As we all know, the air mainly contains nitrogen, oxygen, carbon dioxide, and some rare gases and other gases and impurities. Among them, nitrogen (N2) accounts for about 78%, oxygen (O2) accounts for about 21%, and the remaining 1% contains about 0.03% Carbon dioxide (CO2), about 0.94% rare gases (such as argon Ar, krypton Kr, xenon Xe, helium He, neon Ne, radon Rn, etc.); other gases and impurities account for about 0.03%, such as ozone O3, nitric oxide NO, nitrogen dioxide NO2, water vapor H2O, etc.
The molecular diameters of some common gases are: He (helium) 0.26nm, H2 (hydrogen) 0.289nm, CO2 (carbon dioxide) 0.33nm, Ar (argon) 0.34nm, O2 (oxygen) 0.346nm, N2 (nitrogen) 0.364nm, CO (carbon monoxide) 0.376nm, CH4 (methane) 0.38nm, HCHO (formaldehyde) 0.45nm.
Figure 1 The 3A molecular sieve for insulating glass
When the 3A molecular sieve is in contact with air, it only absorbs the gaseous water molecules in the air and does not absorb other components in the air. It is the most ideal drying material for insulating glass.
What is a 3A molecular sieve for insulating glass
A molecular sieve (also known as synthetic zeolite) is a kind of aluminosilicate microporous net-like crystal material, composed of SiO2 and Al2O3 tetrahedrons, with uniform pore size (about a few angstroms) and a huge specific surface area. There are metal cations (such as Na+, K+, Ca2+, etc.) in the molecular sieve lattice to balance the excess negative charges in the tetrahedron. Different types of molecular sieves have different pore sizes or shapes and can be used to separate various molecules. Water is a very polar molecule. Type A molecular sieve has a very high affinity with water, and is often used as an excellent adsorbent.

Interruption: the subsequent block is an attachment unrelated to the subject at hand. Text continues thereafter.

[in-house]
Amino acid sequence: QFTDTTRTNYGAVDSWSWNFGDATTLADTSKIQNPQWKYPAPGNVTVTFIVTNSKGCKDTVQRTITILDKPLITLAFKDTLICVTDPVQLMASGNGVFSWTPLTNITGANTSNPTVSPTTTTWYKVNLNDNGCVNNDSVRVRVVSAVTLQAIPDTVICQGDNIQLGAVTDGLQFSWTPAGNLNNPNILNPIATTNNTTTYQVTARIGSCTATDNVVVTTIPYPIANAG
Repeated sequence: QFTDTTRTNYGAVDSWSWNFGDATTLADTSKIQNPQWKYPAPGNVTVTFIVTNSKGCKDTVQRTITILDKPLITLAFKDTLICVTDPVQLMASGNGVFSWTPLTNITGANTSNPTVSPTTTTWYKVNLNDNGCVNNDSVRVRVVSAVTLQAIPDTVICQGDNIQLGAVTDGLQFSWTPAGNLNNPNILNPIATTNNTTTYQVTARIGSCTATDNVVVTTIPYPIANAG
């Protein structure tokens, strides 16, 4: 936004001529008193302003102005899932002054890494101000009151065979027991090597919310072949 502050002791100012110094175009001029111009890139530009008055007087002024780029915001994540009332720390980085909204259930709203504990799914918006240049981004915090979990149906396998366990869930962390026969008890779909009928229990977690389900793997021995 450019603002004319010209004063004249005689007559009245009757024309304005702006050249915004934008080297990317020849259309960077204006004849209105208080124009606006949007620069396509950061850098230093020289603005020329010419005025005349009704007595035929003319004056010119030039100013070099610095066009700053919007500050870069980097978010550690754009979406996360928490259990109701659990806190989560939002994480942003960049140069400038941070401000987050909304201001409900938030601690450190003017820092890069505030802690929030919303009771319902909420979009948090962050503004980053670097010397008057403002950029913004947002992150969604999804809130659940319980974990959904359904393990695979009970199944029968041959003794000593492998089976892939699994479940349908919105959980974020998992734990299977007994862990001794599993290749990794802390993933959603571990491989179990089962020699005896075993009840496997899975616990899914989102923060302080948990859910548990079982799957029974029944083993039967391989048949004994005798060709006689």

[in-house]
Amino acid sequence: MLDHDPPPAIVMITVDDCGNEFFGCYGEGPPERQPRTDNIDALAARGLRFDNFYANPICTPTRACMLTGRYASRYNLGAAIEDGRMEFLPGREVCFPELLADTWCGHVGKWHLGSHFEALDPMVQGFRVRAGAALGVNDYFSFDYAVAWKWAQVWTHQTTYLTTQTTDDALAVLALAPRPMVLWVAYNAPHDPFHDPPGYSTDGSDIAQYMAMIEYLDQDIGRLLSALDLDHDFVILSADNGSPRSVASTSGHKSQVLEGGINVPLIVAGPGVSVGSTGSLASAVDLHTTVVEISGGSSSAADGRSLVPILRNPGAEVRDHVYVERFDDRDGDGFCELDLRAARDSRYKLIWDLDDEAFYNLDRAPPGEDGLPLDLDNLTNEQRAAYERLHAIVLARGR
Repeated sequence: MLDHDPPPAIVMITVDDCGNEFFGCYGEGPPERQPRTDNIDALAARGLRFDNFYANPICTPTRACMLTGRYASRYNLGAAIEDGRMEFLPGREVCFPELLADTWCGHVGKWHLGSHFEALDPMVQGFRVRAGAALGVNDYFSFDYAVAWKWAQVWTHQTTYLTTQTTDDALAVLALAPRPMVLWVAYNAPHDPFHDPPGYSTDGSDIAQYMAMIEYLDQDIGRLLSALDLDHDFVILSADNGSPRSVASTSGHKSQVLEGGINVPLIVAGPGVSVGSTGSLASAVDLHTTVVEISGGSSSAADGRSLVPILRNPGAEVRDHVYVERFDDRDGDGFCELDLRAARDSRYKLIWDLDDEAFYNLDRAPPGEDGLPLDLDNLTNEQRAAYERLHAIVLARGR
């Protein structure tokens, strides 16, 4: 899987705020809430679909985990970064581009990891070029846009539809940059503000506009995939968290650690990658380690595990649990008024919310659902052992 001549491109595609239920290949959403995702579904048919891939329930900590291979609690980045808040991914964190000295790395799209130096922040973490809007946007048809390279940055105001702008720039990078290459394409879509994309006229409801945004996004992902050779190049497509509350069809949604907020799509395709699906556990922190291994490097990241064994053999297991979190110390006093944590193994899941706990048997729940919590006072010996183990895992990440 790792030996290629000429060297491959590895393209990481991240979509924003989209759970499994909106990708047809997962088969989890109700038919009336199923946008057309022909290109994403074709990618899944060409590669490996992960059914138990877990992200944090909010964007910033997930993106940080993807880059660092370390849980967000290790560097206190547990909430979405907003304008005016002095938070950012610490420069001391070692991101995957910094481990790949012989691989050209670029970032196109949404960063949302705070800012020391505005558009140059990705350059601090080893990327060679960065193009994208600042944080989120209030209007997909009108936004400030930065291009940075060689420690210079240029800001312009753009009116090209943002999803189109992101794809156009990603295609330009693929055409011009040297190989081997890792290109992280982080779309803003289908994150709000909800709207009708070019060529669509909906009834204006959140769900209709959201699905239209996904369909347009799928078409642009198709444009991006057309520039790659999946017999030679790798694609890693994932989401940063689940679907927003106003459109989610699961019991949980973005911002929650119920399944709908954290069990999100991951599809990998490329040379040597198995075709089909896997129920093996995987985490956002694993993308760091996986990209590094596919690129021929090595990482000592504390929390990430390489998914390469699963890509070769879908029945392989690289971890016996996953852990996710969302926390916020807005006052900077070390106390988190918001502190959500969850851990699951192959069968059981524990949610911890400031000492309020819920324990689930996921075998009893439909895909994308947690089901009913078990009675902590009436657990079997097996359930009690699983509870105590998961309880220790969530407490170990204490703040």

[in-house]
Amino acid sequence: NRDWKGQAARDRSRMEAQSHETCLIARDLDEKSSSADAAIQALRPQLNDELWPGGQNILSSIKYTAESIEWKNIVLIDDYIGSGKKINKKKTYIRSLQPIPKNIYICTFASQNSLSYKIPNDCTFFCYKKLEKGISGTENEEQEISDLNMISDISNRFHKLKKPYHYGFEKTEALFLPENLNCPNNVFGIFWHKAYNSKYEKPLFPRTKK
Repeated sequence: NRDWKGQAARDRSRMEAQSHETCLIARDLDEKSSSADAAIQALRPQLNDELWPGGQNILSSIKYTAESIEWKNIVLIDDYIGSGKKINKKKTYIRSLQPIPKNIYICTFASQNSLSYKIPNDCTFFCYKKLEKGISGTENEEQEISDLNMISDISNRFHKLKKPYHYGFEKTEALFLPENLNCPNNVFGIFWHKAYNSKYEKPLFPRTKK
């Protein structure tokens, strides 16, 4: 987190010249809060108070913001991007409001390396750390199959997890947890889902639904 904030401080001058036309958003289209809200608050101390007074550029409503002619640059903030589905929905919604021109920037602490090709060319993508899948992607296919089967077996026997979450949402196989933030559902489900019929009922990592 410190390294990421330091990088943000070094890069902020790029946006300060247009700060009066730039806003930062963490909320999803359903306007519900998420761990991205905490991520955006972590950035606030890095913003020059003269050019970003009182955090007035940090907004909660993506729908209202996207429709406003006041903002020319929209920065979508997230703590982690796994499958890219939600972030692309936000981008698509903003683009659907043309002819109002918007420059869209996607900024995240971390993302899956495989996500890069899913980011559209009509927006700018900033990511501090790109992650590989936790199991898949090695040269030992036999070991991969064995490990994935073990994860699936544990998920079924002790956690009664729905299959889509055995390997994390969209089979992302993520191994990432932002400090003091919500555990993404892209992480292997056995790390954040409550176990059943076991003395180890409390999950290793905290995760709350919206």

The lattice pores of the 3A type special molecular sieve for insulating glass is about 3 angstroms (1?=0.1nm), which is the smallest pore among the commonly used molecular sieves. When it is in contact with air, it can only absorb gaseous water molecules in the air, but not Other components in the air (the content of helium and hydrogen in the air only accounts for about 0.007%, which can be ignored). Any other molecular sieve with an adsorption pore size larger than 3A will adsorb oxygen, nitrogen, and other gases in the air, and this adsorption capacity will be very sensitive due to small changes in temperature.
There are several common specifications of 3A molecular sieves used for insulating glass on the market:
3) Other diameters: 1.0-1.5mm; 1.3-1.8mm; 1.8-2.2mm; 2.0-2.5mm, etc.
Figure 2 The several common specifications of 3A molecular sieves used for insulating glass
Desiccant other than 3A molecular sieve
At present, some insulating glass manufacturers on the market do not use 3A molecular sieves, some use 4A molecular sieves, and some use type B desiccants.